Automating VMWare to Hyper-V Migrations using MVMC

There are several tools for migrating VMWare VM’s to Hyper-V. The free tool from Microsoft is called the Microsoft Virtual Machine Converter which allows you to convert from VMWare to Hyper-V or Azure, and from physical to virtual via a GUI or powershell cmdlets for automation. Microsoft also has the Migration Automation Toolkit which can help automate this process. If you have NetApp, definitely check out MAT4SHIFT which is by far the fastest and easiest method for converting VMWare VM’s to Hyper-V. MVMC works fairly well, however, there are a few things the tool doesn’t handle natively when converting from VMWare to Hyper-V.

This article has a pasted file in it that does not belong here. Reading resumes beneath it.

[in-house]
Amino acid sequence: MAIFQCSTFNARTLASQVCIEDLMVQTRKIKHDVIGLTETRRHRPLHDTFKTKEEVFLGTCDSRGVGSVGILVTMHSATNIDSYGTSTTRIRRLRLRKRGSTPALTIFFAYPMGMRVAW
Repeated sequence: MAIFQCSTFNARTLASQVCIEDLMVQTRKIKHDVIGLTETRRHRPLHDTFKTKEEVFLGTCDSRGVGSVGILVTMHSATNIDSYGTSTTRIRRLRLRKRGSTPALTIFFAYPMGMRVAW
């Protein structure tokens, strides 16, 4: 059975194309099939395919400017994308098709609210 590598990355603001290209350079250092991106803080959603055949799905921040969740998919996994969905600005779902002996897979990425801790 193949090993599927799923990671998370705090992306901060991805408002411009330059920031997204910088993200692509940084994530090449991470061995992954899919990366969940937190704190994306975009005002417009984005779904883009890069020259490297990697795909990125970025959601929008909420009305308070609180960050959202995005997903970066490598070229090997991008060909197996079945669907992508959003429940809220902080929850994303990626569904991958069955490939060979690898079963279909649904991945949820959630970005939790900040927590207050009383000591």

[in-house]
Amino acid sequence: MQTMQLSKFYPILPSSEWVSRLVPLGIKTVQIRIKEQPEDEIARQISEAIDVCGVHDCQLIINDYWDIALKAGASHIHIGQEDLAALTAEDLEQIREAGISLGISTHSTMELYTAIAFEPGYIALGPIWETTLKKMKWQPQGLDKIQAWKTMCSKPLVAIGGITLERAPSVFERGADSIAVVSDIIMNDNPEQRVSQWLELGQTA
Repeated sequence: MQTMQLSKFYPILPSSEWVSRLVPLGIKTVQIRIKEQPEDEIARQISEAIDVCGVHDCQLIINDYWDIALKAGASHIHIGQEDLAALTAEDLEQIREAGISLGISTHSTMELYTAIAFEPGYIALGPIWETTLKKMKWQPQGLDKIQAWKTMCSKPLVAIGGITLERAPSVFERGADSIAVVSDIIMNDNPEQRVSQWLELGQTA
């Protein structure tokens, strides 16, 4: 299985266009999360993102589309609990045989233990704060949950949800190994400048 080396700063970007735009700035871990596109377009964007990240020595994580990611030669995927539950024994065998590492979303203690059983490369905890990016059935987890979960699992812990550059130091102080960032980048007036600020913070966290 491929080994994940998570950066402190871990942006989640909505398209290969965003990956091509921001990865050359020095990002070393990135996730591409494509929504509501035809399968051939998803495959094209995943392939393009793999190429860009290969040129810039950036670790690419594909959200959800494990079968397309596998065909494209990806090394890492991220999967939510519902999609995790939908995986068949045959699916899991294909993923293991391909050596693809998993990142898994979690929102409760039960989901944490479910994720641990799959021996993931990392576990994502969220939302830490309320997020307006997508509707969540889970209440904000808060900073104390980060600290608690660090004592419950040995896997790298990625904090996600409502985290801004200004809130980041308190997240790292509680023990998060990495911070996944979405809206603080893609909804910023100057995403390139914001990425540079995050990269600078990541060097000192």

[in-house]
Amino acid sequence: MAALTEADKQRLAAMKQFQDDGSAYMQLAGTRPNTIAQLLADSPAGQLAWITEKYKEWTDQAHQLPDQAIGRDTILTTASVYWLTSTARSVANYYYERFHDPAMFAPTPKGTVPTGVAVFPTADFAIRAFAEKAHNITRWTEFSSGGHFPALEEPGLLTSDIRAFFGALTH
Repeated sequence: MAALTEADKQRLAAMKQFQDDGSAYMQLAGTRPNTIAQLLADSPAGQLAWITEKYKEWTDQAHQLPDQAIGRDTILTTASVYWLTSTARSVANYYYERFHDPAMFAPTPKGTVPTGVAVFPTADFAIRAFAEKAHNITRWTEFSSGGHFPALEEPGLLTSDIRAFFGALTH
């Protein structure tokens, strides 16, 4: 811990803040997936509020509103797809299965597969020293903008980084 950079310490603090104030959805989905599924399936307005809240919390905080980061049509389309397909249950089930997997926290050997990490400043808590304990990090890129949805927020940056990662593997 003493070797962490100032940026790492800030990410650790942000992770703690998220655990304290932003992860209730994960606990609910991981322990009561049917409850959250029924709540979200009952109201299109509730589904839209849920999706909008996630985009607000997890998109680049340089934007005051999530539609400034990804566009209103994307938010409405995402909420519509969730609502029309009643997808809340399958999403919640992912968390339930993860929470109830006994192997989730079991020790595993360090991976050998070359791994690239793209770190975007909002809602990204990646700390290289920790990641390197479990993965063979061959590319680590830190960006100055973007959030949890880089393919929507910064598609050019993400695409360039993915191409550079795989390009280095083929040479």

First, it requires credentials to the guest VM to remove the VMWare Tools. In a service provider environment, you may not have access to the guest OS, so this could be an issue. Second, the migration will inherently cause a change in hardware, which in turn can cause the guest OS to lose its network configuration. This script accounts for that by pulling the network configuration from the guest registry and restoring it after the migration. Lastly, MVMC may slightly alter other hardware specifications (dynamic memory, mac address) and this script aims to keep them as close as possible with the exception of disk configuration due to Gen 1 limitations in Hyper-V booting.

This script relies on several 3rd party components:

You’ll need to install MVMC, HV PS Module, and VMWare PowerCLI on your “helper” server – the server where you’ll be running this script which will perform the conversion. Devcon, the HV IS components, VMWare Tools, and NSSM will need to be extracted into the appropriate folders:


I’ve included a sample kick-off script (migrate.ps1) that will perform a migration: